How To Get Paid for Car Accident Damage
UPDATED: July 13, 2020
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The least you need to know...
- How much you may be able to get paid for car accident damage could depend on fault in the accident.
- Collecting for damages may also depend on insurance coverage.
- Insurance adjusters will typically try to pay as little as possible.
Going through a car accident is awful. The repairs, the inconvenience of rentals or replacing your vehicle, and the potential injuries and other trauma.
What could make that even worse?
How about not recovering as much as possible for the wreck? How to get paid for car accident damage may not be your first concern, but it's often one of the most important ones.
This article will outline all the different things you need to know about getting the most recovery after a wreck, whether that's from your insurance, the other driver's insurance, or in court. We'll also cover some frequently asked questions about how to get the most money from a car accident and their car accident claim value .
If you do think that you might need to consult with a car accident attorney, you can begin your search by entering your ZIP code in our search tool above.
Frequently Asked Questions: Recovering for Car Accident Damage
The property damage after a car accident can be relatively easy to calculate, but it is important that you take your time and make sure you know how to get the full value of your damages. You may file a claim for car accident damage to the following:
- Car repairs and replacement
- Vehicle towing expenses
- Cost of the rental car
- Any upgrades you installed in your vehicle such as an MP3 player or speaker system. After a collision, calculate all the damage caused by the car accident and include in your insurance claim the full value of your property.
Below are some common questions and answers about being paid for car accident damage.
How do you get money from a car accident injury?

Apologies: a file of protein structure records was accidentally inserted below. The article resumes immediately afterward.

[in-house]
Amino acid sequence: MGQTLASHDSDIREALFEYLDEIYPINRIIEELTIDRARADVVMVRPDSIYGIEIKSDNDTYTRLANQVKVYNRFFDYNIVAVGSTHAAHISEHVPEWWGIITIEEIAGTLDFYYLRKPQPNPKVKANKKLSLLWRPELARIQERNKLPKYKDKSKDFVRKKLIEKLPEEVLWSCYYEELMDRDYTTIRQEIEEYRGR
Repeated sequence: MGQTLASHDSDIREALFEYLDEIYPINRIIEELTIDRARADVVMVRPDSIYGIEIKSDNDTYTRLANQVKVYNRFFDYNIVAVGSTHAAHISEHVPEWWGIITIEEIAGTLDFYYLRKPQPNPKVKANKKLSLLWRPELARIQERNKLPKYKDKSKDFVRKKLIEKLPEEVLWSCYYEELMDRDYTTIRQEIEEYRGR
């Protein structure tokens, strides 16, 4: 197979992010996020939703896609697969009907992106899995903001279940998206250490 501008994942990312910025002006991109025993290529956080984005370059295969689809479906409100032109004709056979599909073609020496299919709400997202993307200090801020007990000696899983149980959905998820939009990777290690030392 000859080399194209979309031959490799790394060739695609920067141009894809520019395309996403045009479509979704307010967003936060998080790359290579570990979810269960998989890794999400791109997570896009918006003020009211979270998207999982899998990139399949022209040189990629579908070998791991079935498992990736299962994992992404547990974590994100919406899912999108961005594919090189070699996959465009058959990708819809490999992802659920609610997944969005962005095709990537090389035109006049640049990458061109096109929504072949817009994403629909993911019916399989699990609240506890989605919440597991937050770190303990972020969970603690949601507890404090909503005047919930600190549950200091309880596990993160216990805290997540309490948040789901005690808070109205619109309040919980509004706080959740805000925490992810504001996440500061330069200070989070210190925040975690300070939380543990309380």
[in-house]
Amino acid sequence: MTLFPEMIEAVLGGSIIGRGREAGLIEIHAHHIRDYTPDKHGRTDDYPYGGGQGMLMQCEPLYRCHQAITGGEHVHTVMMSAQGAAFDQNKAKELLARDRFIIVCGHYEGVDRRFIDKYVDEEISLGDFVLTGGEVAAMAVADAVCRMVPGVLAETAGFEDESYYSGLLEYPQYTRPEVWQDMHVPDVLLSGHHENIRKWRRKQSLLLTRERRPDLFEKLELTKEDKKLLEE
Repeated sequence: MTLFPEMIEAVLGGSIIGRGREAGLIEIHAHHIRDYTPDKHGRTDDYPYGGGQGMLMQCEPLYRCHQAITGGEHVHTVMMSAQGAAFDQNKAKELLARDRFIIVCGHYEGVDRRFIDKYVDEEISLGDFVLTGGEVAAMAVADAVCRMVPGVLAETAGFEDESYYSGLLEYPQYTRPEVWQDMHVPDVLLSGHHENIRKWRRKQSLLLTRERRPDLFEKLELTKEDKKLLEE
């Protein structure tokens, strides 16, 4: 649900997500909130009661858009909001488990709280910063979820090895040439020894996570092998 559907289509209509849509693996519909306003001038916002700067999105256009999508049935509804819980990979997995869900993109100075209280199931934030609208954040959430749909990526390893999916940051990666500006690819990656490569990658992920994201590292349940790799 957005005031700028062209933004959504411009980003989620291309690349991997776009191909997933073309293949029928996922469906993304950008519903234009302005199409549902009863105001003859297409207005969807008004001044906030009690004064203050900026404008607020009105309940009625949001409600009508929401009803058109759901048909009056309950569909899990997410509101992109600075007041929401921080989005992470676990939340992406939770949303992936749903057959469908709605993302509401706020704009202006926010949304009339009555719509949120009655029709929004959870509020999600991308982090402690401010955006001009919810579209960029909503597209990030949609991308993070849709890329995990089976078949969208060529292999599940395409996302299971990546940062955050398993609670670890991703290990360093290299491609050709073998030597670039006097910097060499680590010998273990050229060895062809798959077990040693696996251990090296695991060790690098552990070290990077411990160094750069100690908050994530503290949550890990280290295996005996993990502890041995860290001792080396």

Recovering for your injury depends on a few things. Who was at fault for the car accident may dictate whose insurance is supposed to cover your injury. If your injuries are covered by an insurance policy (either your own PIP or the other driver's liability insurance), you should be able to file a claim.
In some instances, you may have to file for reimbursement, but your covered injuries should be paid for up to the limits of the policy involved. You may be offered a settlement by an insurance adjuster. Consider not only current but also future expenses related to your injury when you decide if the offer is reasonable.
How much do insurance companies pay for injuries?
The maximum amount an insurance company will pay for injuries is dictated by the limit on the policy. Some states have minimum coverage amounts as low as $10,000.
That's how much an insurance company could pay, but remember that dealing with auto insurance claim adjusters can be tricky because they are employed by the company. They are required to operate in good faith, but they also aren't doing their job if they don't try to pay as little as necessary.
How much do you get paid from a car accident?
Your recovery should be enough to put you in the same state as you would be in had the accident never happened. This means you should be able to get fully reimbursed for expenses (damage to your car, medical care, lost work) and also be compensated for any pain and suffering experienced.
How much will I get for pain and suffering from a car accident?
Trying to figure out how much pain and suffering is worth in a car accident can be much harder than figuring out other costs.
Obviously, pain and suffering compensation is going to vary from case to case. Generally, you won't be able to recover for pain and suffering without an accompanying injury. If there has been an injury, insurance companies will still want to pay you as little as possible.